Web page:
Alleppey, situated along the Arabian coast, is one of the oldest planned towns in India. Alleppey is a historic place and it gained prominence as early as the Sangam age. Kuttanad region of Alleppey District, the rice bowl of Kerala, was the home to the Early Cheras. During the first century AD, Christianity became well rooted in this region. When Alleppey was a territory of Second Chera Empire in between 9th to 12th centuries AD, it became well recognised in the peninsular India for its culture and heritage, which is evident from the works of Ptolemy and ancient works Kerala, such as Ascharya Choodamani, Unnuneeli Sandesam, etc. Alleppey also witnessed the rule of colonial powers such as the Portuguese and the Dutch. Alleppey reached the zenith of its glory during the rule of Maharaja MarthandaVarma of Travancore Dynasty. Alleppey is also famous for Punnapra and Vayalar struggles for the struggles for the Indian Independence.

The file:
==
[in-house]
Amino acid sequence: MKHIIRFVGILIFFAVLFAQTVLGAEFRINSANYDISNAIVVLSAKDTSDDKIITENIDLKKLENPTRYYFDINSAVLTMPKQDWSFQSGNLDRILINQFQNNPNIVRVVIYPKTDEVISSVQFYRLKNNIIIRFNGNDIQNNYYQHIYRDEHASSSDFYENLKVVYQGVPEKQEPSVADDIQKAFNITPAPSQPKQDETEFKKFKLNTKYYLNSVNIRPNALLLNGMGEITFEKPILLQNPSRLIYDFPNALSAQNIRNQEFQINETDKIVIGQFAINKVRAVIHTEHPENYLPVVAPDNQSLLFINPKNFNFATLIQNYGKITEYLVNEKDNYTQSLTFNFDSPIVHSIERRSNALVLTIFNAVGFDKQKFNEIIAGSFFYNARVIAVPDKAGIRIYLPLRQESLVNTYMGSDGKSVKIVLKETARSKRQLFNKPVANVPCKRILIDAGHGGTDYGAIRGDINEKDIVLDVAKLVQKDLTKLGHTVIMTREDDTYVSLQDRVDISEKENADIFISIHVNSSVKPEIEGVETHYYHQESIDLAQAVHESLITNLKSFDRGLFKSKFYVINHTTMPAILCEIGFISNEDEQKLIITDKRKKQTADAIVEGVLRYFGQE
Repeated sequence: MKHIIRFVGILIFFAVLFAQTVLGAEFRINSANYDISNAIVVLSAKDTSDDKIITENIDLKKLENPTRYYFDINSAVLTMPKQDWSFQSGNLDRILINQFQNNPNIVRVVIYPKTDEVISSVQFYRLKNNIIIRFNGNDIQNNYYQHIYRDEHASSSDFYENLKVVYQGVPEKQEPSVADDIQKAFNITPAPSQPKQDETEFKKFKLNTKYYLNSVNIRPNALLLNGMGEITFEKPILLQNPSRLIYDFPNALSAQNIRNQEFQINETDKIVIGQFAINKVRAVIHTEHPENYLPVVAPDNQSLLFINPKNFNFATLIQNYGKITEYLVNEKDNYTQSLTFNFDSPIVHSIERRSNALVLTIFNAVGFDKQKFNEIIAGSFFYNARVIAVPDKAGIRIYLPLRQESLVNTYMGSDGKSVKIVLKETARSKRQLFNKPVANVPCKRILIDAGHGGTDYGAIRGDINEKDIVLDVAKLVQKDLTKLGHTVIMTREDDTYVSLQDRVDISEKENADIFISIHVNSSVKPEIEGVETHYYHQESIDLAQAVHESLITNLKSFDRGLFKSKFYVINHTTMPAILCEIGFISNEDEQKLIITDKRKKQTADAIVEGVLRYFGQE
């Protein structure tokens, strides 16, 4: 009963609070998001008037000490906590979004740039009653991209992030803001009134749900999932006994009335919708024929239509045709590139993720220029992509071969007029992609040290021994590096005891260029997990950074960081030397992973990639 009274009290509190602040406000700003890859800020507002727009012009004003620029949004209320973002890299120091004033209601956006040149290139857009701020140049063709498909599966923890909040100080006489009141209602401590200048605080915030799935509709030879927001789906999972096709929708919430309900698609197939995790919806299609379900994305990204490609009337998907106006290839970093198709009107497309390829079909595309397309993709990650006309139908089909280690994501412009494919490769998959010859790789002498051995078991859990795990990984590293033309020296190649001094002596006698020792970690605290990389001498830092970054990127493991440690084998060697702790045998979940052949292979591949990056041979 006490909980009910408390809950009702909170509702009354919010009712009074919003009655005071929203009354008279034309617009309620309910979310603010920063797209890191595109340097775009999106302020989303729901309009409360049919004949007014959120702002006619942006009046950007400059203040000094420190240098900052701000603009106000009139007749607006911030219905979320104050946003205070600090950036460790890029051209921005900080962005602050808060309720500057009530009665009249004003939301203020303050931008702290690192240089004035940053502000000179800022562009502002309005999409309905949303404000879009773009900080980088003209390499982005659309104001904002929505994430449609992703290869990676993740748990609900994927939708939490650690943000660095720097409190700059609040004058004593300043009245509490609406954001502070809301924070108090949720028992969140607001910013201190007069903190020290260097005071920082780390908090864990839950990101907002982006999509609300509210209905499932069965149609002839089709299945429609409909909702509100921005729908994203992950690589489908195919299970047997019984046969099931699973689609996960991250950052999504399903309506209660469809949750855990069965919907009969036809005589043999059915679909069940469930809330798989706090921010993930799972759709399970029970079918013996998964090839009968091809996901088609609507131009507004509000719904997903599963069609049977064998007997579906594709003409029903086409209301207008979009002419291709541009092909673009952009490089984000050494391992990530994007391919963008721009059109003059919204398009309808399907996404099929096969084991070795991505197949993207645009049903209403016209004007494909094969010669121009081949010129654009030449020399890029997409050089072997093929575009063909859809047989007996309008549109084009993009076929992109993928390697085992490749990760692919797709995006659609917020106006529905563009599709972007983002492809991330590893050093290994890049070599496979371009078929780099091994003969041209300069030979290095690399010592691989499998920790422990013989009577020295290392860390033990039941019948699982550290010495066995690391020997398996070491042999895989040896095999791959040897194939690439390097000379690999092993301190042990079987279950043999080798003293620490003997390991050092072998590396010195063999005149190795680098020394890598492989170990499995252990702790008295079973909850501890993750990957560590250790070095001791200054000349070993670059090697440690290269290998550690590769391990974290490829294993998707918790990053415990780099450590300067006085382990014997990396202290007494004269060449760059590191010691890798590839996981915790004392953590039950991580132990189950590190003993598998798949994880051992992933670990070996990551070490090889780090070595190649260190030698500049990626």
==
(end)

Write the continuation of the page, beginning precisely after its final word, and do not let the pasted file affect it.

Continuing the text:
Alleppey is recognised for its coir industry, prawn fishing, boat races and backwater cruises. Alleppey is renowned as the ‘Venice of the East’ for its natural beauty owing to the water bodies such as canals, backwaters, beaches, and lagoons that forms a network with the greenery of the land. The major rivers flowing through this region are the Manimala, Pampa and Achancovil, whereas Vembanad Lake and Kayamkulam Lake are the backwaters in the region. The backwaters of Alleppey, which connects Kumarakom and Cochin towards north and Quilon to the South, are world famous.The Nehru Trophy Boat Race, conducted annually on the Punnamada Lake, is also a famous event. Alleppey also has the longest non-breaking coastal line of about 82 km that covers up to 13.9% of the total coastline of Kerala.

Alappuzha Beach is the prime attraction of Alleppey. Kuttanad, Pathiramanal, Krishnapuram Palace, Mararikulam, Mullakkal Rajeshwari Temple, Ambalapuzha Temple, Chambakkulam Church, Chavara Bhavan, etc. are the other major tourist destinations in Alleppey.